Edit: Pictures courtesy of Wikipedia... I started to take one which I thought would be pretty nice of a soldier in Zurich, however the look I got told me it was not a great idea, so these are Wikiphotos... I needed to move on from this post and it was delaying me...
Back to the problem...
Some background… From the age of 18, all able-bodied Swiss men are called up to do their military service. Recruits receive a rifle which they have to store at home after they've completed their basic training. It should be noted that they are not allowed to store ammunition.
Due to the democratic process in Switzerland, now Anti-gun supporters have collected enough signatures to force a nationwide vote on banning the weapons from being stored in the home.
Opponents say the practice is too dangerous, pointing to deaths and domestic violence cases involving army weapons.
If the Social Democratic Centre Left Party get their way then army weapons would remain in barracks, a national gun register, and a ban on private individuals buying or owning particularly dangerous guns such as automatic weapons and pump-action shotguns and tighter controls on firearm carriers. They say there are around 2.3 million weapons are currently in circulation Switzerland, of which a tenth belong to soldiers.
Opponents of the vote state that this is a long standing tradition and it allows for the militia army to be ready for a call to arms in times of crisis. It would weaken the country security and this vote raises questions on the ability of the military.
Switzerland can apparently mobilize the army within 12-48 hours. Independence is serious business and the intention is to make the prospect of invading Switzerland unthinkable. Swiss countryside is well covered with carefully mined bridges, hidden artillery, bomb shelters, and carefully prepared kill zones. Patrols scour the countryside, familiarizing them with every inch of the land; they hope they never have to defend.
The Social Democrats say that some suicides and attacks have been “caused” by military issue guns… They highlight some cases where military issue weapons have been used in attacks and suicides and therefore the prospect of this is worthy of a vote.
I am undecided (mainly due to the fact that the ammunition is not easily available). Some of the problems I have with this decision are the following…
* Surely if someone is going to go to all the trouble of getting hold of the ammunition (provided it is hard to come by), to kill someone, or themselves, then in all likelihood they would go to the trouble of getting hold of a gun for the same purpose. I am not sure the availability of the gun is a deterrent, since it cannot work without ammunition obviously.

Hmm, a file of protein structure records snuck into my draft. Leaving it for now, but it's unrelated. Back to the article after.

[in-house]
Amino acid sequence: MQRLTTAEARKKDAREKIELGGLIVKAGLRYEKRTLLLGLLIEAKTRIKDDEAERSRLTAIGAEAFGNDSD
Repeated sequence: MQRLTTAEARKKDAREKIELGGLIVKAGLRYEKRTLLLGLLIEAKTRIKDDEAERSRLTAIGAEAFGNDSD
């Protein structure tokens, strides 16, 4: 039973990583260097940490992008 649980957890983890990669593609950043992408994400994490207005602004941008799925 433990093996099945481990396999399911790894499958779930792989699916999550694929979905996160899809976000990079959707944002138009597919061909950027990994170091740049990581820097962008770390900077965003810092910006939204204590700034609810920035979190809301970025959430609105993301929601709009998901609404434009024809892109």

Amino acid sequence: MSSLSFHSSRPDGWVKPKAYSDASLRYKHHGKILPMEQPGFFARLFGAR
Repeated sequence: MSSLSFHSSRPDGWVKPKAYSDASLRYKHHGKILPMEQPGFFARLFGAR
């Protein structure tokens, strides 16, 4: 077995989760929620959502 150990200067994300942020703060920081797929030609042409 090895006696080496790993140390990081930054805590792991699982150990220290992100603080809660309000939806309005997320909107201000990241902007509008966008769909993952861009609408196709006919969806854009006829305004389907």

* This is an essence of Switzerland’s maintenance of Sovereignty. Regardless of circumstances in the world today, nothing can be discounted going forward. Mobilization in 48 hours may not be necessary now, but who knows. But then, mobilization with an empty rifle is as useful as mobilization without one I would imagine.
* It is a low blow of the military to use the guilt complex on voters, stating that a vote to keep guns out of the home is a lack of confidence. Especially considering that recently there were arguments about uniforms and the “image” of uniformed soldiers using cannabis and drugs whilst in uniform.
* With crime rates going up in Switzerland (and the world), isn’t it a matter of time before these weapons become more prevalent in carrying out crime. However you look at it, this is an exposure.
* I don’t like reference to statistics, in any form since they can cloud judgement. Reference to the US, Germany or Africa doesn’t apply to Switzerland. Switzerland’s crime rate is low and still well below most countries in the rest of the world. No one can deny this and this has been with “guns in the home”.
* Switzerland is very liberal in my view on drug usage and alcohol. Why do some believe that this issue is more important? The same users of drugs and alcohol are the same soldiers the army is asking voters to have faith in, not so?
On the last point I now feel a little un-comfortable knowing that in my building at any one time, there are three of these in cupboards, with three highly skilled operators, with at least one of which may be drunk or taking drugs, who may be unhappy with me due to a small incident in the washing room. But then I have had a loaded rifle pointed at me, so I am speaking from experience.
Swiss democracy is extremely effective. However sometimes it loses sight of the bigger picture and conflicting messages come through from voters. Surely a decision like this doesn’t really affect anyone in any way, and it really is a matter of principle? Granted the vote does extend to other weapons and not just those which are in the military, but as a Swiss male, when I would be called to report, would I feel better about myself, reporting with an empty weapon rather than with none at all?